Figure 21: Strategy pattern
Creates a context class, which has a reference to a strategy object that implements a strategy interface. The method in the context class varies its behavior based on the results of the algorithm method, allowing the behavior of the context class to vary based on the specific strategy object used.
- Abstracting the algorithm an object executes at runtime
- Sharing algorithmic implementation between different objects
- Separating algorithms from their results
- Reducing the number of conditional statements that depend on algorithm implementations
Example: The Java
Comparator interface represents a strategy interface, where a
Comparator object can be passed to a method, such as
Collections#sort(List, Comparator), to compare one object to another. In the case of
Collections#sort, the order that a
List is sorted depends on the
Comparator strategy that is passed to the method.
The template method pattern provides a structure for an algorithm, while allowing subclasses to define the specific implementation for each step of the algorithm.
Figure 22: Template method pattern
|Creates an abstract class that defines the general order and structure of an algorithm but keeps the primitive operation methods abstract. A concrete class is created, which implements the details of each step, varying the behavior of the algorithm defined in the abstract class.
- Separating general steps of an algorithm from their implementation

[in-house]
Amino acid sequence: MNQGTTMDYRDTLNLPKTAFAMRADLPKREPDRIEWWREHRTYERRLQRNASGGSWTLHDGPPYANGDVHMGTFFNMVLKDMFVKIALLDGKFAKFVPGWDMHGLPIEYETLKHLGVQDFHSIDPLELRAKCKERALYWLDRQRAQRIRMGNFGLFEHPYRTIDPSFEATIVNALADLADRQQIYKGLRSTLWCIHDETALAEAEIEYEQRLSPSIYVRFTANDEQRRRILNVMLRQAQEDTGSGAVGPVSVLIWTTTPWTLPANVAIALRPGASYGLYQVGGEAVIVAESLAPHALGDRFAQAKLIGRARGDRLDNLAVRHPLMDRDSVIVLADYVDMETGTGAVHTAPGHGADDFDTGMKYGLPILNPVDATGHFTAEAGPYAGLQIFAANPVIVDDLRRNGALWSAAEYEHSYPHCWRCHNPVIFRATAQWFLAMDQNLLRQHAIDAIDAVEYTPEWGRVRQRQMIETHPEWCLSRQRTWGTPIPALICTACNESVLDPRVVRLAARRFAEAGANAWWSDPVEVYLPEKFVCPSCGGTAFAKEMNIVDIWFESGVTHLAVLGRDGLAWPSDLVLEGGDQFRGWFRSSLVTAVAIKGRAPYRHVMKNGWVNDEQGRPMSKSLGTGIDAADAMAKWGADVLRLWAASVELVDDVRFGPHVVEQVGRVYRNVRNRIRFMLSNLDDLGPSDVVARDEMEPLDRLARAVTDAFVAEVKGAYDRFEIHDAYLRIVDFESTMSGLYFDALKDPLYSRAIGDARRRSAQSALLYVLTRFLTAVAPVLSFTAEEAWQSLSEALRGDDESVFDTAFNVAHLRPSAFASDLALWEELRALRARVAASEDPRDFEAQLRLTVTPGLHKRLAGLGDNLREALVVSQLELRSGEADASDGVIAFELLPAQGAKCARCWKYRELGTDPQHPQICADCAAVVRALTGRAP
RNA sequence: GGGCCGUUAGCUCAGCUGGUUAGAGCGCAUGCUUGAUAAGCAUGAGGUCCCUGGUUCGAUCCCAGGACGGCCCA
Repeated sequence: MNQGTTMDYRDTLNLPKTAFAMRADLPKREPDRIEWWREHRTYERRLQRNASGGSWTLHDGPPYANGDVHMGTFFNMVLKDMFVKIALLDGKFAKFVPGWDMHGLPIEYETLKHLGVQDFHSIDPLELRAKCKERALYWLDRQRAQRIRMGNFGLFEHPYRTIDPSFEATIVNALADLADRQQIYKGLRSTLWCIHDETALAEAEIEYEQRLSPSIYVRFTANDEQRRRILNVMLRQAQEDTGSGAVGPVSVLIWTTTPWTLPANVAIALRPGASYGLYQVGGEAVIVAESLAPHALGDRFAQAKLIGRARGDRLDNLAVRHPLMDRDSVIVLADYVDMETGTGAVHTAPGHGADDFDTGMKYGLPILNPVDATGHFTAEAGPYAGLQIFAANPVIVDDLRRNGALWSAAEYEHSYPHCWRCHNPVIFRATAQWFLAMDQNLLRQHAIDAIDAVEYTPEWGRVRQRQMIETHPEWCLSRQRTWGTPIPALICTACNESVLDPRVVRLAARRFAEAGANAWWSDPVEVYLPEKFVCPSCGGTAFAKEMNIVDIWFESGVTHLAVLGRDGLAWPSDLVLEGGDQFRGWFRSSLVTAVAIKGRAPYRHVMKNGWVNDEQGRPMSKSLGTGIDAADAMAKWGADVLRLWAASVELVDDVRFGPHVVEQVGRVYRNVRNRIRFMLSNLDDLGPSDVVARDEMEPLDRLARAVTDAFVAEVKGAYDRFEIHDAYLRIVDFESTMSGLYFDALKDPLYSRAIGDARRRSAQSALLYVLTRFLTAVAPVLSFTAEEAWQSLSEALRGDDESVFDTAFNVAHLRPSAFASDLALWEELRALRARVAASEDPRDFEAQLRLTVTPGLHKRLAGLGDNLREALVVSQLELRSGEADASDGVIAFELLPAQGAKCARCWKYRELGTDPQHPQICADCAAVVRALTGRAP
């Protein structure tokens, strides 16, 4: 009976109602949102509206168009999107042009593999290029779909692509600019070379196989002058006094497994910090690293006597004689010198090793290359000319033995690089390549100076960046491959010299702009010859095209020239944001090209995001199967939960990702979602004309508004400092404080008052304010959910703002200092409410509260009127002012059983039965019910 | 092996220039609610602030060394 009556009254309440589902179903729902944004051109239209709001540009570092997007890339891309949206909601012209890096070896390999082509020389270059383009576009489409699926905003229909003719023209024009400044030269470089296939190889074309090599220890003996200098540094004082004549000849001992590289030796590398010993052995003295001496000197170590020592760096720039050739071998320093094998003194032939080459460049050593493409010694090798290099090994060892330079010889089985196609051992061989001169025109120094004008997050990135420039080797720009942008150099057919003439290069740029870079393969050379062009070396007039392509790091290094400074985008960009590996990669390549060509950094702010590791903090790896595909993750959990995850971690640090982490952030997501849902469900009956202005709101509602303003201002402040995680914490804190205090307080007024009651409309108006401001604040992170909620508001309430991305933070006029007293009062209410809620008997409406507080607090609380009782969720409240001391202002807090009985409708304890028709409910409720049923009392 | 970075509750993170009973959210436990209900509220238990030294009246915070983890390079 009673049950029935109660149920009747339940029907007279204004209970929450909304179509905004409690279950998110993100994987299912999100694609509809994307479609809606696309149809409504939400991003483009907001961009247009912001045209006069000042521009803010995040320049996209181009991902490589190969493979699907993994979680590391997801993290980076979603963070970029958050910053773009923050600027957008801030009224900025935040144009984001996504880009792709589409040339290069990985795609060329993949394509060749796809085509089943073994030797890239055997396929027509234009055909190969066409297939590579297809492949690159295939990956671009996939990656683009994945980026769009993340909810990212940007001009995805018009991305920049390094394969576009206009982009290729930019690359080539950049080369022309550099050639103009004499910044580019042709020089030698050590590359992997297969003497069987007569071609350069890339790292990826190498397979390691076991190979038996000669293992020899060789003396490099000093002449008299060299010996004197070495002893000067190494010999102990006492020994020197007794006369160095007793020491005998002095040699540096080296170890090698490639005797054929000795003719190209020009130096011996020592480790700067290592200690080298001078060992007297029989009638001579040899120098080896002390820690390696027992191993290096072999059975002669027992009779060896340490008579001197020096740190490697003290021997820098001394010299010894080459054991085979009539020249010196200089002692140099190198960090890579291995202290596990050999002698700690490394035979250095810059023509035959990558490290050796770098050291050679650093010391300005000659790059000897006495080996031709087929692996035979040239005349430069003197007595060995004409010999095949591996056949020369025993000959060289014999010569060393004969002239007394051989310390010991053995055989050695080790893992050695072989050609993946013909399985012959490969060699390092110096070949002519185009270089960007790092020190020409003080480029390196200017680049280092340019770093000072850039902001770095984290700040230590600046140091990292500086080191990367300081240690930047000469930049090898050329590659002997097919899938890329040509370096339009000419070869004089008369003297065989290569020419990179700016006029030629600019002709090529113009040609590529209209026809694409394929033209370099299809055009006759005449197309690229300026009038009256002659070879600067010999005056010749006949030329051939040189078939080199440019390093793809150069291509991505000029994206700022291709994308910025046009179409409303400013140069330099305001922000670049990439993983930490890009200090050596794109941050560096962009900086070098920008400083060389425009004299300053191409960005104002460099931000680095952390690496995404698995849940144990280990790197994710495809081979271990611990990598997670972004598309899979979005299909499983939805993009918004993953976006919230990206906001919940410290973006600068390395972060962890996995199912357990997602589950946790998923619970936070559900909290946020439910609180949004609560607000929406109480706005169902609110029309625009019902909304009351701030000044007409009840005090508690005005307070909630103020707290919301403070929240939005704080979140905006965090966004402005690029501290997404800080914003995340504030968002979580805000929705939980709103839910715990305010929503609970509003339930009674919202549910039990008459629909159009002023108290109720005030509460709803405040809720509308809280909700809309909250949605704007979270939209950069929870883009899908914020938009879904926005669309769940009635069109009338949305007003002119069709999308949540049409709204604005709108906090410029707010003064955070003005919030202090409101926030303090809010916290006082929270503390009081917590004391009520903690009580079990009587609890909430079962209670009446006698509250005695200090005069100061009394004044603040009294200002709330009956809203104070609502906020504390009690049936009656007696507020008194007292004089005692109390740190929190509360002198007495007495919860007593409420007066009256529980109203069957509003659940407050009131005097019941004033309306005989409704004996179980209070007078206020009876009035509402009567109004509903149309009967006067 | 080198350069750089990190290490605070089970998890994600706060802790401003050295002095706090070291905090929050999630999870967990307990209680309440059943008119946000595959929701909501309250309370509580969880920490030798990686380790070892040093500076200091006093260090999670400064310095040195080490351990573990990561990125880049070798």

- Reducing duplication by extracting the essence of an algorithm into a superclass and allowing subclasses to implement the details
- Controlling the degree of extension of a subclass (allowing only certain parts of an algorithm to be overridden but making the general steps final)
Example: The Jakarta EE
HttpServlet abstract class implements default behavior for the
doPost, and other basic HTTP methods by returning an HTTP
405 Method Not Allowed response. Clients are expected to override at least one of these methods to change how the servlet handles a request.
The visitor pattern separates an algorithm from the objects on which the algorithm is applied.
Figure 23: Visitor pattern
|Creates a visitor algorithm, which has a visit method for each concrete type that implements the element interface. The element interface then defines an accept method that consumes a visitor object and passes itself as the argument to the visit method. This pattern uses the concept of double-dispatch, where the runtime behavior of the call depends on both the concrete visitor object selected and the concrete element that it is visiting.
- Performing operations on a large number of objects based on the implementation type of those objects
- Performing unrelated operations on an object structure
- Parsing the same object structure in different ways
Example: The Java
FileVisitor class is an interface that clients can implement to perform a desired action each time a file is visited. The
FileVisitor class can be used in conjunction with the
Files#walkFileTree to iterate through the files under a desired path and perform the action defined in a concrete
FileVisitor object when each file is visited.